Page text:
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Bill Venners: Another concern Anders Hejlsberg had about checked exceptions, which is a concern I've heard many people express, is scalability. He said:
In the small, checked exceptions are very enticing. With a little example, you can show that you've actually checked that you caught the
FileNotFoundException, and isn't that great? Well, that's fine when you're just calling one API. The trouble begins when you start building big systems where you're talking to four or five different subsystems. Each subsystem throws four to ten exceptions. Now, each time you walk up the ladder of aggregation, you have this exponential hierarchy below you of exceptions you have to deal with. You end up having to declare 40 exceptions that you might throw. And once you aggregate that with another subsystem you have 80 exceptions in your throws clause. It just balloons out of control.
James Gosling: I've almost never seen that
actually happen in large systems. One of the coping strategies I've seen for dealing with
that kind if situation is exception wrapping. If you have a subystem that might be hit with
hundreds of different exceptions, you can always take those exceptions and wrap them in
a new one. You can create a new exception and list other exceptions as their cause. Also,
the exception class hierarchy can help. For example, there are dozens of different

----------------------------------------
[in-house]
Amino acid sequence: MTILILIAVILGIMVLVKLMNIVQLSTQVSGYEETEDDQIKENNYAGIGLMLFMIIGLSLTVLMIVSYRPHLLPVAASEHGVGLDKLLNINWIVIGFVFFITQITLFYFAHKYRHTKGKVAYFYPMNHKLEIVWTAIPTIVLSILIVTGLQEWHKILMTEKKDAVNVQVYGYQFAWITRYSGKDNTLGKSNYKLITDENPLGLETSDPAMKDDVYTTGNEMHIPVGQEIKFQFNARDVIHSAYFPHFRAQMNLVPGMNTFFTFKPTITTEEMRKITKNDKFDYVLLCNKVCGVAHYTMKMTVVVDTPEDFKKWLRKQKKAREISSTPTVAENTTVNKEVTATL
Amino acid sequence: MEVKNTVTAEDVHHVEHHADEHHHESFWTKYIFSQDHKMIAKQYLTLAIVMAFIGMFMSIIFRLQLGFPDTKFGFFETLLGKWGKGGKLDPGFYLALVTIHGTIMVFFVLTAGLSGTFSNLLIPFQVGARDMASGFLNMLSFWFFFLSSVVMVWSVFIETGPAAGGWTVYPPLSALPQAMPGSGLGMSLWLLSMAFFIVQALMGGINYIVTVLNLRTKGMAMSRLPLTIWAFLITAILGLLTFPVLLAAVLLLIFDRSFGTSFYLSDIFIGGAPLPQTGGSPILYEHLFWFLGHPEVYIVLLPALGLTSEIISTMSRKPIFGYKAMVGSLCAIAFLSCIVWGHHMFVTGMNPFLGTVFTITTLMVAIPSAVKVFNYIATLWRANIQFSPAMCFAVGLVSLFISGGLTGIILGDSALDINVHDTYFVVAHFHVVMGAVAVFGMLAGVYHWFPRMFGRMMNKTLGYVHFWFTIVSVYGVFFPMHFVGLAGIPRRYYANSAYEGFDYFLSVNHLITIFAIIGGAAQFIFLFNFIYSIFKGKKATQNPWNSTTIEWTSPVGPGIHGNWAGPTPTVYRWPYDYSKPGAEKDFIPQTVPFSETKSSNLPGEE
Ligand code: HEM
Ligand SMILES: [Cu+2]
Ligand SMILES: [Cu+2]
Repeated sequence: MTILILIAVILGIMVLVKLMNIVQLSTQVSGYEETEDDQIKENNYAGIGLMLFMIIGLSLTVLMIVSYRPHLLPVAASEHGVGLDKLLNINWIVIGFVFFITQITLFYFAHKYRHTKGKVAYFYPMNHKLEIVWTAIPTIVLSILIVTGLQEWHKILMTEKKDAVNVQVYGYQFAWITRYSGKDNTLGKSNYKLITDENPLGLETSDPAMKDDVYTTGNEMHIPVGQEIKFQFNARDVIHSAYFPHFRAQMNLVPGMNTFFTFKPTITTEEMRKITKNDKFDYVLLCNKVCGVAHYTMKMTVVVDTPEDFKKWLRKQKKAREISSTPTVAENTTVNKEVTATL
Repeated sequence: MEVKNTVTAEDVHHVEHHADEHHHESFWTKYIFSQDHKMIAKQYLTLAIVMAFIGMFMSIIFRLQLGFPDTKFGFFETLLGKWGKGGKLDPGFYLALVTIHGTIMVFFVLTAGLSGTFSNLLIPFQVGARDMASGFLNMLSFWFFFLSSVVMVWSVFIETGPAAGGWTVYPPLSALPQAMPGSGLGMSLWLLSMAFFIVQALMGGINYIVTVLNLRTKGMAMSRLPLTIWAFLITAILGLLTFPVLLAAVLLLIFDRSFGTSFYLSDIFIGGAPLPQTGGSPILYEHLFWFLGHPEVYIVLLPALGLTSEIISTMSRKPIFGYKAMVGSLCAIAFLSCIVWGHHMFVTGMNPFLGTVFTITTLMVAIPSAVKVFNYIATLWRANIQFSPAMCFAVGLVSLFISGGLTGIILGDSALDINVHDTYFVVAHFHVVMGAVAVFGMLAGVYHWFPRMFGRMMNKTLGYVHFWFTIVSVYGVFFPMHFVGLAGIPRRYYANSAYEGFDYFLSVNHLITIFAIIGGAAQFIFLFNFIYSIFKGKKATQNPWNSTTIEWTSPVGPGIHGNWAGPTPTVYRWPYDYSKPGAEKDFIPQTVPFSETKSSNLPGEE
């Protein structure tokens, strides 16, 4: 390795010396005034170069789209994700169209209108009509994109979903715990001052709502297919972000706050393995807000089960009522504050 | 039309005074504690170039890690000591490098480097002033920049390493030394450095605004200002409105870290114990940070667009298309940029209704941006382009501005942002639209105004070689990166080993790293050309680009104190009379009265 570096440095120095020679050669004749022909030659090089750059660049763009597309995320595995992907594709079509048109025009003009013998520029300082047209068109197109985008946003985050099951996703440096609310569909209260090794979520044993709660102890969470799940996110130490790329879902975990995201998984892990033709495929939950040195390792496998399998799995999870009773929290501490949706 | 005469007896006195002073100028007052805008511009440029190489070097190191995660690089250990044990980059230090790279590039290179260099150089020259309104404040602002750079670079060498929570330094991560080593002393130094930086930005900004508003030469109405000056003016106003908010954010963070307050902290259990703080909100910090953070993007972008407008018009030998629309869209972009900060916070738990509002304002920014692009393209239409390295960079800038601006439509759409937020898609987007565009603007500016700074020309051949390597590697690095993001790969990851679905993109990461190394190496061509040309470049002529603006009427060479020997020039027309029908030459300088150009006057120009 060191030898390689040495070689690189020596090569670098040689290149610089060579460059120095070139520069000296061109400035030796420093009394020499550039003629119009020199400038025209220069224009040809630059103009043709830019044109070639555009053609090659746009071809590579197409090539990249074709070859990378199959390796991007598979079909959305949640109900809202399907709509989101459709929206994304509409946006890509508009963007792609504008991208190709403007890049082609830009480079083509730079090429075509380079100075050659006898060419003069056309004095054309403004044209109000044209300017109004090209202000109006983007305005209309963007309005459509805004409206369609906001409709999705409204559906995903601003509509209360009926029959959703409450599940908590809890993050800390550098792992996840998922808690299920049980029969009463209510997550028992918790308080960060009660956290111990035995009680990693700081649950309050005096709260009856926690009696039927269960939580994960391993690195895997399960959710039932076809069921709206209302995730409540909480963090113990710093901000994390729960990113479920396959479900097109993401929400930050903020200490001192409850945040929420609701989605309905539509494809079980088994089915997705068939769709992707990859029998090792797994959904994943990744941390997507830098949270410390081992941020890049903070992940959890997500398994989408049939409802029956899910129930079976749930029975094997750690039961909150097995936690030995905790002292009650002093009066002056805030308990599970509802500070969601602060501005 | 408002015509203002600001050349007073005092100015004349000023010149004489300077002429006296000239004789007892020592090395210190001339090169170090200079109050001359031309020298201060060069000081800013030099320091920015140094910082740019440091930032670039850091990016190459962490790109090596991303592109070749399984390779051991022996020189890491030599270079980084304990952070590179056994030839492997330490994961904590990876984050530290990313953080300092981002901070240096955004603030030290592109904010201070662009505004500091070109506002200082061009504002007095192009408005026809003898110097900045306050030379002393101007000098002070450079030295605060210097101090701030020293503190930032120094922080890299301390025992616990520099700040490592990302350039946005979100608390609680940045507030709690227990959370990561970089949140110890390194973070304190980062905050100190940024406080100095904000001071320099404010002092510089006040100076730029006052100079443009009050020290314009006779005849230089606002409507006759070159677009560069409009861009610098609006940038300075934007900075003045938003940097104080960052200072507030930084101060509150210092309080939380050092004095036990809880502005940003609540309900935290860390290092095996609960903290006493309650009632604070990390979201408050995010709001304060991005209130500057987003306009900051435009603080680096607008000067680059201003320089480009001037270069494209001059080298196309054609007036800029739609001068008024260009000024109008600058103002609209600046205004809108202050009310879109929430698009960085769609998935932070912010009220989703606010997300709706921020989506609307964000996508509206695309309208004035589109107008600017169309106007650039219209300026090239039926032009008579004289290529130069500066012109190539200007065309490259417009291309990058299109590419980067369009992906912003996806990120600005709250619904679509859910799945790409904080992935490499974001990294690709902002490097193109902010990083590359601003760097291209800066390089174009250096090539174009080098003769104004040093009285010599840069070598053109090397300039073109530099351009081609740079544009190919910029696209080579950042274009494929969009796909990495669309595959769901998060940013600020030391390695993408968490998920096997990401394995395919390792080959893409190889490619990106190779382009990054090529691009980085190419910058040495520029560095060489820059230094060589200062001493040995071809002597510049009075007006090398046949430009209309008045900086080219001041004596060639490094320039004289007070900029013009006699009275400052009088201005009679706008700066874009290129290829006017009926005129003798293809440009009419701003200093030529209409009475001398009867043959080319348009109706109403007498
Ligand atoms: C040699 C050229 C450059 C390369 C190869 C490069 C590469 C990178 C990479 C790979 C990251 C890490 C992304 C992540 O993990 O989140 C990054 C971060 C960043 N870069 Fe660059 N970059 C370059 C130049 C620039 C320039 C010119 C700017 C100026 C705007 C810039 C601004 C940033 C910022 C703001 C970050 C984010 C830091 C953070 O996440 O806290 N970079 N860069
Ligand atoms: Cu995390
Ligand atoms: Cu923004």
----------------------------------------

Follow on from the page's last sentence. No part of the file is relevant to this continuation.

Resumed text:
IOExceptions, but it's common to not declare that you throw the specific
subclasses. You just throw
But in general, when you are writing a declaration in a throws clause, it is good to try to be as specific as possible.
Bill Venners: Why?
James Gosling: Because it gives more information to the context about what exactly went wrong. That helps client programmers discriminate among the different sources of failure in their catch clauses.
Bill Venners: Have you seen the throw clause scalability problem in your visits out in the industry?
James Gosling: I've never seen issues where people have a gazillion items in their throws clause. Three, four, or five, maybe—and even those numbers are rather large. Almost always it's zero or one.
Bill Venners: I've found that many people don't seem to think about programming so much in terms of the interface as an abstract contract and the implementation as one way to implement that contract. They just think in terms of "the code." But the throws clause is part of the interface. If someone makes an implementation change that results in a method being called that throws a new checked exception, that doesn't mean that exception should necessarily appear in throws clauses up the call stack. If you automatically plop exceptions into throws clauses, you're letting the implementation drive the interface, instead of thinking about what the throws clause should contain at the abstract contract level.
James Gosling: That's a place where exception translation can be a
good thing. If you have something that's supposed to be reading a database, and
somewhere deep inside it, it could conceivably get a
MalformedURLException, it probably doesn't make sense to propagate
that outward as a
MalformedURLException. It's better to think about
what kind of exceptions are really a part of the interface, and not just an artifact of how
the underlying method was implemented. In the Java exceptions mechanism, exceptions
can have a reference to other exceptions as their cause. So you create a new
IOException, and you set its cause to this
MalformedURLException. And you bundle them together. That's been